England are determined to remain focussed on their next Champions Trophy assignment, despite the tantalising prospect of winning a first 50-over global tournament having moved significantly closer.
Alastair Cook’s men are one game away from contesting a final on home soil after yesterday’s triumph over New Zealand in a rain-reduced contest at Cardiff Wales Stadium.
England will take on South Africa at The Oval on Wednesday for the right to face India or Sri Lanka at Edgbaston.
James Tredwell, who - for a second time in the event - stood in for the injured Graeme Swann yesterday, summed up the mood in the camp prior to their semi-final opponents being confirmed.
“We have as good a chance now (of winning this tournament) as any team in the next stage,” said the off-spinner.
“All the teams in this tournament are good and to beat New Zealand, who are a very tough side, was a very good result.
“We don't want to look too far ahead - to lifting that trophy, we hope - but equally, it's something that's in the back of your mind. That’s an absolutely massive thing.
“The semi-final is going to be tough, but we're two games away now from winning a major tournament.
“That's how we're looking at it. As a group of players, that's a place we want to get to. But first and foremost, we have a big game coming up.”
Swann's availability - a sore calf and stiff back have been the ailments which have so far curtailed his pivotal role over the past week - is not certain for the remainder of the tournament.
Cook made it clear last night that England will not be tempted into unnecessary risk, with such an able deputy at their disposal.
Tredwell added: "I'm in the squad and I'm getting a game here and there.
"I don't think I've let anyone down in the games I've played, so I hope that can continue.
"For my part it's fingers crossed, isn't it?
"But again Swanny's been brilliant, hasn't he, for a period of time So if he's fit, I'm sure he'll come into the reckoning - as they say."
Whether he does or not, Tredwell - named Kent captain for this year - is on an upward curve, notwithstanding the statistical anomaly of failing to take a single first-class wicket so far this season in limited opportunities at county level.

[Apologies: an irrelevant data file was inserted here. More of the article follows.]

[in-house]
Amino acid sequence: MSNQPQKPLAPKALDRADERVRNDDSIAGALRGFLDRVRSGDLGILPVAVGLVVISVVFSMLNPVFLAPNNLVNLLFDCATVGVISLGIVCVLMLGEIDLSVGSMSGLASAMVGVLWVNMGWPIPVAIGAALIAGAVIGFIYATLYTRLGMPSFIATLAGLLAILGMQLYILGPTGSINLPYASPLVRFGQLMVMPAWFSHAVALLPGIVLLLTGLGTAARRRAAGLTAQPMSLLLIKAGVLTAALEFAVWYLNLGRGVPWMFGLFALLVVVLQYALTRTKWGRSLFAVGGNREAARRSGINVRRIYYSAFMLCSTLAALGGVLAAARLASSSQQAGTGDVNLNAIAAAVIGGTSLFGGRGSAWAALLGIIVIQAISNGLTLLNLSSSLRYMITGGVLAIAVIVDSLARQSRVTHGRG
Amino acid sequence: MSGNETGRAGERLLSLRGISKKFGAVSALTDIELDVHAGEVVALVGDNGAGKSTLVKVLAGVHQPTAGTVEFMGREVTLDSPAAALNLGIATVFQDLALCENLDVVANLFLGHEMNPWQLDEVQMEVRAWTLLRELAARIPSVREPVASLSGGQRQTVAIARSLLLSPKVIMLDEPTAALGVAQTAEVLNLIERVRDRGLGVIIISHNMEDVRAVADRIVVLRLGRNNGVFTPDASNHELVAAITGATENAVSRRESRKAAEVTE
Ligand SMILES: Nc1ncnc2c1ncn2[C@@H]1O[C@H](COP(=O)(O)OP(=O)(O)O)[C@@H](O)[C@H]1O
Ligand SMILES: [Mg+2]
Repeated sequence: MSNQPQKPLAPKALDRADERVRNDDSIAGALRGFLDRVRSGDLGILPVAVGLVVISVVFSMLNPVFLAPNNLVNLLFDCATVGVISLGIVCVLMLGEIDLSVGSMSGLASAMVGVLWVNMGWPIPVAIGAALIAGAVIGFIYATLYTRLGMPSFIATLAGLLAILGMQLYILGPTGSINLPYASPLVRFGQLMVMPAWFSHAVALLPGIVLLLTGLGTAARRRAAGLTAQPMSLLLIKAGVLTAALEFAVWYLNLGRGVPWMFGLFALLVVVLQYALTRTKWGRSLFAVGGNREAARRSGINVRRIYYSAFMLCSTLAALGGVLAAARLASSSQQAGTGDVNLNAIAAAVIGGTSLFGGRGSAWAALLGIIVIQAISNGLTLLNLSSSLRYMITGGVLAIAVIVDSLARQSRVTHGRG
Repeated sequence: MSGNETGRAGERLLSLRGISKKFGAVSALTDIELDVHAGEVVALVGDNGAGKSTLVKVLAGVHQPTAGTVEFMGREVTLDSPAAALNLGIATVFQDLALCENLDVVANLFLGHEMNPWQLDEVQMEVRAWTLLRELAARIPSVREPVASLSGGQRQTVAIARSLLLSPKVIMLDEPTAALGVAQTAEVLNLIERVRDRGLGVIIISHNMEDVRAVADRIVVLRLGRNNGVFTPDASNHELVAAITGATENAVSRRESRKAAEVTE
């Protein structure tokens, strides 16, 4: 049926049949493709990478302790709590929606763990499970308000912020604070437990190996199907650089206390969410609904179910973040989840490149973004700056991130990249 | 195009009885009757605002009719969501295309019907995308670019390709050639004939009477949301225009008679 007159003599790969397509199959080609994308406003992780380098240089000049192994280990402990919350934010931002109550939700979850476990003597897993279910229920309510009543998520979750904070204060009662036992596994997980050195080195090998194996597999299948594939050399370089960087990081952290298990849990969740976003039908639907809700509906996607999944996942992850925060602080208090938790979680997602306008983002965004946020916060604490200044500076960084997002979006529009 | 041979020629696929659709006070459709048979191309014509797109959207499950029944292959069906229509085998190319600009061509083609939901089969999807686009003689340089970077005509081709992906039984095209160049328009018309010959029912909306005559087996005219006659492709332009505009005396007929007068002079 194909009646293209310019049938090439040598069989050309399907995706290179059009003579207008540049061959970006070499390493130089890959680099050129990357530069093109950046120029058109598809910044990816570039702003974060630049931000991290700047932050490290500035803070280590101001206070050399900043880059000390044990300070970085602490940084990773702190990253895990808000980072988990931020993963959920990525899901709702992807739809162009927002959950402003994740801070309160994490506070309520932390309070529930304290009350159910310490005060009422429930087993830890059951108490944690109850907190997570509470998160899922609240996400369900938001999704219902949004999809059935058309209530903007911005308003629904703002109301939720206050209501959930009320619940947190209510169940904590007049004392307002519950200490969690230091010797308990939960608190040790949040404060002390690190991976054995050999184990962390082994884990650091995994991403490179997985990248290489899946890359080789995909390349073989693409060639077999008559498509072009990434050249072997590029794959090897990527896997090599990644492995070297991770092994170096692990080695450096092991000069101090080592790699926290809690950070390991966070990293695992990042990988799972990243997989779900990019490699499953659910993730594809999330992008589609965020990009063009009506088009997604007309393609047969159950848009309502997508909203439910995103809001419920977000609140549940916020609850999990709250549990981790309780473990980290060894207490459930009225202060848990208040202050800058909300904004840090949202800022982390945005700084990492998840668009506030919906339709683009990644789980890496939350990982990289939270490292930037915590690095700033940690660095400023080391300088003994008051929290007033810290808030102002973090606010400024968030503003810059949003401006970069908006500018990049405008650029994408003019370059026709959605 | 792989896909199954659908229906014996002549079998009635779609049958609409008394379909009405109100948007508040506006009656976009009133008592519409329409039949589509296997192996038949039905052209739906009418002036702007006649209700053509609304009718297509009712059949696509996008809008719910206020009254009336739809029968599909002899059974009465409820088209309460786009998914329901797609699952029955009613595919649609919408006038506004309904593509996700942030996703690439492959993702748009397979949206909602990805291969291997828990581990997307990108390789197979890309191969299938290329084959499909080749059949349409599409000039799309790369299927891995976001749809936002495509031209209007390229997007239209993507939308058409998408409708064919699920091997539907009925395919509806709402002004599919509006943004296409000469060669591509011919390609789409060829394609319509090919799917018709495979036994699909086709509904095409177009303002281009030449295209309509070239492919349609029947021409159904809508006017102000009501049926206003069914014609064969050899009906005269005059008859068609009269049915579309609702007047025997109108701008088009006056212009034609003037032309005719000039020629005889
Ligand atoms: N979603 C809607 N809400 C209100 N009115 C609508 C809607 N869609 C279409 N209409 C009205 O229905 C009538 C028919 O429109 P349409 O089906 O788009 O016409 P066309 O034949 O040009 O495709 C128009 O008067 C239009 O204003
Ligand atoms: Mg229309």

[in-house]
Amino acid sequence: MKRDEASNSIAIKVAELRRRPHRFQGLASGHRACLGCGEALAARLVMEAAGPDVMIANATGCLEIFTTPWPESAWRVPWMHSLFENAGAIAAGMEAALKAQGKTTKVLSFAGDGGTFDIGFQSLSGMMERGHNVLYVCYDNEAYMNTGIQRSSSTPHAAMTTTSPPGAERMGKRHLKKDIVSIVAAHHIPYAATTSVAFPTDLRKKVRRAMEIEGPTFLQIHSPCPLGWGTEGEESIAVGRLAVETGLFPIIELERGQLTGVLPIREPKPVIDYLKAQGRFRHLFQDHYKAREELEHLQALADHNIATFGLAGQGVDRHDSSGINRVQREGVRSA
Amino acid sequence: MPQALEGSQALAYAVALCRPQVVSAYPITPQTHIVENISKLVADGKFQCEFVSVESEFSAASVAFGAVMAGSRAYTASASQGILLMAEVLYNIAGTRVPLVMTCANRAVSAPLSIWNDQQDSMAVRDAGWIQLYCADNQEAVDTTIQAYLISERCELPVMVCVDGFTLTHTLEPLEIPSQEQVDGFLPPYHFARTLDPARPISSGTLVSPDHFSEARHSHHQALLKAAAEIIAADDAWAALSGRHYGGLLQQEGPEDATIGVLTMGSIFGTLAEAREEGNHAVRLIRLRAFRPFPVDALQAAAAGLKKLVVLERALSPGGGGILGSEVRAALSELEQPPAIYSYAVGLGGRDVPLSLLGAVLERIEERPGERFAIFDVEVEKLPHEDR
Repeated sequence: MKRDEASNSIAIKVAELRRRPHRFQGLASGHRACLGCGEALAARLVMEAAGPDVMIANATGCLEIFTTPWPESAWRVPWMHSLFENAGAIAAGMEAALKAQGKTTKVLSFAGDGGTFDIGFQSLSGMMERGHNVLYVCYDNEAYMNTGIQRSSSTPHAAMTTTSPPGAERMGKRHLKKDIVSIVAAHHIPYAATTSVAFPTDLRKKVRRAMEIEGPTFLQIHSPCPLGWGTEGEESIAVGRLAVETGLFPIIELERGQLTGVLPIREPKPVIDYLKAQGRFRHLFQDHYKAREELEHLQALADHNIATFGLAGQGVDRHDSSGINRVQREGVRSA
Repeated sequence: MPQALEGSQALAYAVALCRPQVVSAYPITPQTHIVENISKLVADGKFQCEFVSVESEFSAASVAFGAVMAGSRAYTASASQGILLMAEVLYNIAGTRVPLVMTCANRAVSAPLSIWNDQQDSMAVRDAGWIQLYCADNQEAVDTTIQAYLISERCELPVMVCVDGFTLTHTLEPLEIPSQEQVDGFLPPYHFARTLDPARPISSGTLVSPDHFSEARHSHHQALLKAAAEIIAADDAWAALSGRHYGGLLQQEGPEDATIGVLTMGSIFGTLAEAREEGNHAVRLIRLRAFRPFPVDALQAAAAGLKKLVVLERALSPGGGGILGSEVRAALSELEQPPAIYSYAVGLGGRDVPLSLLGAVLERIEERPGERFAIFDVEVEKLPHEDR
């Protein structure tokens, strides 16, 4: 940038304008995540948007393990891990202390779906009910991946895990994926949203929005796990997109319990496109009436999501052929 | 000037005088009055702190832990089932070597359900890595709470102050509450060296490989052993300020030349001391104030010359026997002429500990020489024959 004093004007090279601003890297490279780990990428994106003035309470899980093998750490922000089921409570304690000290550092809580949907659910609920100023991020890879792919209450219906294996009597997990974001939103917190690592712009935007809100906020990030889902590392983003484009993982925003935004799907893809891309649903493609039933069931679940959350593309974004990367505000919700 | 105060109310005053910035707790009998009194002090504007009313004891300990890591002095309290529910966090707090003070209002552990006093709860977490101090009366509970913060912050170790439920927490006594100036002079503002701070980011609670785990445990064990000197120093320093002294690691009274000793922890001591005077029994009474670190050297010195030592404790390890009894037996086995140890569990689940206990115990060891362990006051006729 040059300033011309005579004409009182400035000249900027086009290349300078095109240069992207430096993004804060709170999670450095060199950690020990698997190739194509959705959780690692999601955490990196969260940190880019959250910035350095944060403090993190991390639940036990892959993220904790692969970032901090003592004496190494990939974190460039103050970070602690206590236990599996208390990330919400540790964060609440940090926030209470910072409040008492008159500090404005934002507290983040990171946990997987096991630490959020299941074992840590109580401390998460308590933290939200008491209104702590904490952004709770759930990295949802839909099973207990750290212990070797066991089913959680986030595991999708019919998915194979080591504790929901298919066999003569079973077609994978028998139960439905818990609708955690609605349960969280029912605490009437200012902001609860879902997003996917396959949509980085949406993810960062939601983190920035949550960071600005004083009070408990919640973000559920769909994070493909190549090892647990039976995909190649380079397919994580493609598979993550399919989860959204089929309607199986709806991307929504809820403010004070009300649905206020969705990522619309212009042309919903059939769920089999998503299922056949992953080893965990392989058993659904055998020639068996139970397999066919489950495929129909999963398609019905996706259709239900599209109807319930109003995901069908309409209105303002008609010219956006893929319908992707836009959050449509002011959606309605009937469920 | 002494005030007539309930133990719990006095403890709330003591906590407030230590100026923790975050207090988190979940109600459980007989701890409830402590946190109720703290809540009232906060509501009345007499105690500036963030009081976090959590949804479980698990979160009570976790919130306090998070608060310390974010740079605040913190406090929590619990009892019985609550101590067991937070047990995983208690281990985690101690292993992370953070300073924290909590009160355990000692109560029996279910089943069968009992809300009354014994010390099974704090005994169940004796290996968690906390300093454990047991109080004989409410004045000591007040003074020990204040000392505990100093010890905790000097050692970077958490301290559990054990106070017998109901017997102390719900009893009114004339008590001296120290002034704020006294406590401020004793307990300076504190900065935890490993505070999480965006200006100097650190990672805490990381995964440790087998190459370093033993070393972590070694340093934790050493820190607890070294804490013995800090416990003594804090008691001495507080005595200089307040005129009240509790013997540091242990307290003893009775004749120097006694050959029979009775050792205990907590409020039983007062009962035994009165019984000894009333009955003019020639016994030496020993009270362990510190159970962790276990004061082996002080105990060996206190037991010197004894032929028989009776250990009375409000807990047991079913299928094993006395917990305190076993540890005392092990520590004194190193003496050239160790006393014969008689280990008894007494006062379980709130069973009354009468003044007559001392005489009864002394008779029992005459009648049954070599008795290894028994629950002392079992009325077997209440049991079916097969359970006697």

“The last six to eight months have been really good to me," he said.
“I've got a few games under my belt and shown what I can do. When every game comes around now, I'm chomping at the bit to get on the park.”
In between the big fixtures, he and Swann - along with specialist coach Mushtaq Ahmed and occasional extra spinner Joe Root - are doing their best to pool knowledge for the common good.
England's two frontline off-spinners have contrasting but potentially complementary methods.
“We tend to bowl together in the nets a fair bit - and obviously Mushy's around and Rooty - and we all tend to throw some ideas around,” said Tredwell.
“But equally, we're very different bowlers. We've got to work things out for ourselves and put our own plans into action.
“What's right for me isn't right for him. Yes, we do talk - we're all part of the same team and we want results to go our way, so we try and help each other out as much as we can.”
Tredwell still hopes there may be room for both in the same England team, as there has already been three times - albeit only in sub-continental conditions, at the last World Cup and on the 2009/10 Test tour to Bangladesh.
“We've played together before and I don't see any reason why we can't again,” he said.
“We are very different, I think; we offer different things in a game scenario, so at some stage we might get a game together.”